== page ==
The Year of Faith challenges us to rethink our motives and methods for evangelization.
To have ‘filling our churches’ as our motive for ministry, is a tragic reduction of the heart of the evangelisation mission. The reason that we evangelize, is so that people will be able to live more deeply in personal friendship with Jesus Christ. This life must be our motivator. Every other aspect of human existence is the fruit of this encounter.
The language we use ‘in church’ is often an obstacle for good people. A sermon flowing with words like adoration, beatific vision, catechesis and dogma may be thoroughly orthodox and inspiring to the theologian, but will not touch the hearts at a parish Mass.
But these big words are important since they are the windows to essential knowledge of our faith. The big words are our linguistic short-cut, our method for conveying all that scripture and tradition teaches us about each aspect of our faith.
Therefore it is important that when we use these words, we also provide the meaning in an understandable, accurate and attractive form. At times, for a particular audience, we might speak about (for example) the “incarnation” without using the word itself. Our hope is that with good catechesis there will come a time when the simple use of this big word will remind the hearers of the full meaning of the incarnation of Jesus.
The hope too is that when we hear a word that we do not understand (perhaps in a sermon), that we have enough intellectual curiosity to lead us to search out the meaning. In this way we take responsibility for our own growth in faith.
And now to the word that got me started on this thinking this morning. I was reading a well-intentioned piece about the Catholic’s “Sunday obligation.” The writer was enthusiastic, and had clearly grown to experience Sunday Mass as the heart of his life every week. But his little reflection with repeated use of the “obligation” word, left me with a heavy feeling. I am of the generation that finds the language of “obligation” (at least initially) pretty unattractive.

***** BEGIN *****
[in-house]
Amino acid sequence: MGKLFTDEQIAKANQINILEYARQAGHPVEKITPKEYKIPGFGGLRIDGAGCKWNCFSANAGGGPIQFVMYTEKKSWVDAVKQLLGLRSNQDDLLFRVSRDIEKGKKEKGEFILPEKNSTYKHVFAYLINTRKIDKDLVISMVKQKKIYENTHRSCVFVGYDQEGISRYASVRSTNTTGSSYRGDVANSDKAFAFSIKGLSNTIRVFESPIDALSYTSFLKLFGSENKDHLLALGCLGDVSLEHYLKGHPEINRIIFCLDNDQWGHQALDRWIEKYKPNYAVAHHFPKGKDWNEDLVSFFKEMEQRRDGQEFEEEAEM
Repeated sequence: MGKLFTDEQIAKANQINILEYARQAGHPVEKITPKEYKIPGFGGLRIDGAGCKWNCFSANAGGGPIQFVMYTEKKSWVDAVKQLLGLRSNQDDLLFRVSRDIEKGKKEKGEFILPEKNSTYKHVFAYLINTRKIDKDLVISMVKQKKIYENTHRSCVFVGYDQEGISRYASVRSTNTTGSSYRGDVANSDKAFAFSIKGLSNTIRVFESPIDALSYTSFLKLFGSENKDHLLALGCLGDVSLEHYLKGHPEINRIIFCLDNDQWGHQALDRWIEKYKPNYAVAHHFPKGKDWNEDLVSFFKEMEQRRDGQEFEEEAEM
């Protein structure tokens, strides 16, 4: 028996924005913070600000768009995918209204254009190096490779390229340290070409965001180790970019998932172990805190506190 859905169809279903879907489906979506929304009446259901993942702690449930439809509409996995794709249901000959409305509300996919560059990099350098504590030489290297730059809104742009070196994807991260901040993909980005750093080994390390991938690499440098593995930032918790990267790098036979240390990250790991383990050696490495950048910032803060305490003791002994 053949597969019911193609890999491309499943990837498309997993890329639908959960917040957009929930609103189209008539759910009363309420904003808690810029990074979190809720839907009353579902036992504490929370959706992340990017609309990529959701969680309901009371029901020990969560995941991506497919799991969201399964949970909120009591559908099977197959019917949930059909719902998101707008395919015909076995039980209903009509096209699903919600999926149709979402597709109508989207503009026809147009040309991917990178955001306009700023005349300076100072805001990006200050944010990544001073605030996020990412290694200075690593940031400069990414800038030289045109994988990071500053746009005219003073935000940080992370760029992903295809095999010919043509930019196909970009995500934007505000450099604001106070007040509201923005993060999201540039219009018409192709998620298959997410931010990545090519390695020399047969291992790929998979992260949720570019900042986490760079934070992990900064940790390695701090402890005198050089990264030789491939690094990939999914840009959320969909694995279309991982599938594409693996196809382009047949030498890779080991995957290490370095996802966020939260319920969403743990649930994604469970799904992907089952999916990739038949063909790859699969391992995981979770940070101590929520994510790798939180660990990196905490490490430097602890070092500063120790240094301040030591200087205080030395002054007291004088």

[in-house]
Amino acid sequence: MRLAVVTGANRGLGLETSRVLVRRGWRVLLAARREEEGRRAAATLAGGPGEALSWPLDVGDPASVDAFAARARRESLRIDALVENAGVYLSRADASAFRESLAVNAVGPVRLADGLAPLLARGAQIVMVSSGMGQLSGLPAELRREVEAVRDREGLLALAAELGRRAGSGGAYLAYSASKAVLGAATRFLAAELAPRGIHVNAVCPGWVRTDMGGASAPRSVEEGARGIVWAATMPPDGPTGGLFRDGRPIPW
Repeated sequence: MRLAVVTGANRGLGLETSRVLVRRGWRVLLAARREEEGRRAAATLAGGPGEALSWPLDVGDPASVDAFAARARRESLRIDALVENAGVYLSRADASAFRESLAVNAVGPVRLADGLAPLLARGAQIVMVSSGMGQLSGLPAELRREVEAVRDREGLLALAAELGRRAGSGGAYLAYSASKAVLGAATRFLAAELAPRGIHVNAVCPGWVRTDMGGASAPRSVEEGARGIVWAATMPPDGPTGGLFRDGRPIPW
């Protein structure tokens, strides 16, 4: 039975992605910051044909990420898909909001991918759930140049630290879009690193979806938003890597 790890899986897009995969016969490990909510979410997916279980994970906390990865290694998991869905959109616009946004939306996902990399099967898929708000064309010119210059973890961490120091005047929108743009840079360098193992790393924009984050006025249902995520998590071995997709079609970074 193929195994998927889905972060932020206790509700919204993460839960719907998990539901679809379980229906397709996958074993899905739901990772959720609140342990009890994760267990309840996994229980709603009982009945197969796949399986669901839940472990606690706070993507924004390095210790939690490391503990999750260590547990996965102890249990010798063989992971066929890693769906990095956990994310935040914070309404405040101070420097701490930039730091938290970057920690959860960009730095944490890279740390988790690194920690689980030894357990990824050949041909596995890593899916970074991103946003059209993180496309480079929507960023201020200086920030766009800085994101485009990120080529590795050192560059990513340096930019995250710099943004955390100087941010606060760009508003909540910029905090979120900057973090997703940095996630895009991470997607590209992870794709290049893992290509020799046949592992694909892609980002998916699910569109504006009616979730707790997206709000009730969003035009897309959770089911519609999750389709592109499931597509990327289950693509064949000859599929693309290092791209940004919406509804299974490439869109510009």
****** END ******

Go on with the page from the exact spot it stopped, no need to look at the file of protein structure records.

But then I did some more thinking and a bit of research.
When we use the word “obligation” in Catholic life we refer primarily to the personal desire within every human person to do whatever leads us to encounter the divine. While the Church uses the word “obligation” about the baptised person’s participation in Sunday Mass and regular confession, the heart of the “obligation” is the voice of the deep-felt need of every baptised person. Put simply, when we live in harmony with this deepest desire, we feel better about ourselves and about life. That is a pretty good reward!
The words we use might carry heavy and uninspiring baggage for us. This is not a problem of the word itself, nor with the truth that the big word conveys. Sometimes a little self-therapy, seeking to discover the heart of the meaning, leads us to a more lively and robust adherence (there’s another of those words!)
A word itself is but a window. We can hide the window by drawing the curtains, or we can keep away from the window and pretend it is not there.
But the best thing about a well chosen and carefully positioned window is discovered when we look through the window to appreciate the view.
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